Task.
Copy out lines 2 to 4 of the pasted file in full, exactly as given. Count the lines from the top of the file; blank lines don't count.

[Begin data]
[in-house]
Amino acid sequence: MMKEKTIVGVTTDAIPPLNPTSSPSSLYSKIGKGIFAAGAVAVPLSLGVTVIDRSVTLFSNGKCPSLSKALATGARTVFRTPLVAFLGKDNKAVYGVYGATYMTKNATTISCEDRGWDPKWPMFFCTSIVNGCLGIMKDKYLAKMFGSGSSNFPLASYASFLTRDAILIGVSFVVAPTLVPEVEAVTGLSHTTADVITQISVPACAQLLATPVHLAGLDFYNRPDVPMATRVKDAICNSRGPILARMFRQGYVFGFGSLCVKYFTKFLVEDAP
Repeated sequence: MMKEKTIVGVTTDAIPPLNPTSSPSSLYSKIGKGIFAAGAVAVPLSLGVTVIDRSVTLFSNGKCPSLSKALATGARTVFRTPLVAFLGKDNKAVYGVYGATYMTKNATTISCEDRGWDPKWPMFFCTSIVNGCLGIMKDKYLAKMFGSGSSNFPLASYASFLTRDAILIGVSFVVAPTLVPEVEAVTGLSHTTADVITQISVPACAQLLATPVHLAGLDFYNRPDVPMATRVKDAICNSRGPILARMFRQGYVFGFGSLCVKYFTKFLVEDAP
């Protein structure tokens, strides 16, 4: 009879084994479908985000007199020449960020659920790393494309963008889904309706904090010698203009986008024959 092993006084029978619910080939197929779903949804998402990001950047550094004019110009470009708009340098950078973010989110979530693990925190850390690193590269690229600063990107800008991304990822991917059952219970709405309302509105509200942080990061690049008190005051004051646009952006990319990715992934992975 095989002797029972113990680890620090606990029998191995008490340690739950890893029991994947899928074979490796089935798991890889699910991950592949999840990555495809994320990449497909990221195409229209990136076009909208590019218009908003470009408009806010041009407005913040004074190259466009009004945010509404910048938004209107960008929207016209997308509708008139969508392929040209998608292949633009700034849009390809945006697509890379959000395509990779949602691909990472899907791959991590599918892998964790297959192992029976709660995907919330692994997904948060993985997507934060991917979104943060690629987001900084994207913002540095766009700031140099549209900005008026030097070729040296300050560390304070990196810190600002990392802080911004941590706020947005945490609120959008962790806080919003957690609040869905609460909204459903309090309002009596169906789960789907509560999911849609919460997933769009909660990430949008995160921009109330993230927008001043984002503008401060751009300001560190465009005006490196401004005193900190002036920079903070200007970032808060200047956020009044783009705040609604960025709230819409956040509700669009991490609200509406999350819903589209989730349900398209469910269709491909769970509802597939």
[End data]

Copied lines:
Amino acid sequence: MMKEKTIVGVTTDAIPPLNPTSSPSSLYSKIGKGIFAAGAVAVPLSLGVTVIDRSVTLFSNGKCPSLSKALATGARTVFRTPLVAFLGKDNKAVYGVYGATYMTKNATTISCEDRGWDPKWPMFFCTSIVNGCLGIMKDKYLAKMFGSGSSNFPLASYASFLTRDAILIGVSFVVAPTLVPEVEAVTGLSHTTADVITQISVPACAQLLATPVHLAGLDFYNRPDVPMATRVKDAICNSRGPILARMFRQGYVFGFGSLCVKYFTKFLVEDAP
Repeated sequence: MMKEKTIVGVTTDAIPPLNPTSSPSSLYSKIGKGIFAAGAVAVPLSLGVTVIDRSVTLFSNGKCPSLSKALATGARTVFRTPLVAFLGKDNKAVYGVYGATYMTKNATTISCEDRGWDPKWPMFFCTSIVNGCLGIMKDKYLAKMFGSGSSNFPLASYASFLTRDAILIGVSFVVAPTLVPEVEAVTGLSHTTADVITQISVPACAQLLATPVHLAGLDFYNRPDVPMATRVKDAICNSRGPILARMFRQGYVFGFGSLCVKYFTKFLVEDAP
């Protein structure tokens, strides 16, 4: 009879084994479908985000007199020449960020659920790393494309963008889904309706904090010698203009986008024959 092993006084029978619910080939197929779903949804998402990001950047550094004019110009470009708009340098950078973010989110979530693990925190850390690193590269690229600063990107800008991304990822991917059952219970709405309302509105509200942080990061690049008190005051004051646009952006990319990715992934992975 095989002797029972113990680890620090606990029998191995008490340690739950890893029991994947899928074979490796089935798991890889699910991950592949999840990555495809994320990449497909990221195409229209990136076009909208590019218009908003470009408009806010041009407005913040004074190259466009009004945010509404910048938004209107960008929207016209997308509708008139969508392929040209998608292949633009700034849009390809945006697509890379959000395509990779949602691909990472899907791959991590599918892998964790297959192992029976709660995907919330692994997904948060993985997507934060991917979104943060690629987001900084994207913002540095766009700031140099549209900005008026030097070729040296300050560390304070990196810190600002990392802080911004941590706020947005945490609120959008962790806080919003957690609040869905609460909204459903309090309002009596169906789960789907509560999911849609919460997933769009909660990430949008995160921009109330993230927008001043984002503008401060751009300001560190465009005006490196401004005193900190002036920079903070200007970032808060200047956020009044783009705040609604960025709230819409956040509700669009991490609200509406999350819903589209989730349900398209469910269709491909769970509802597939």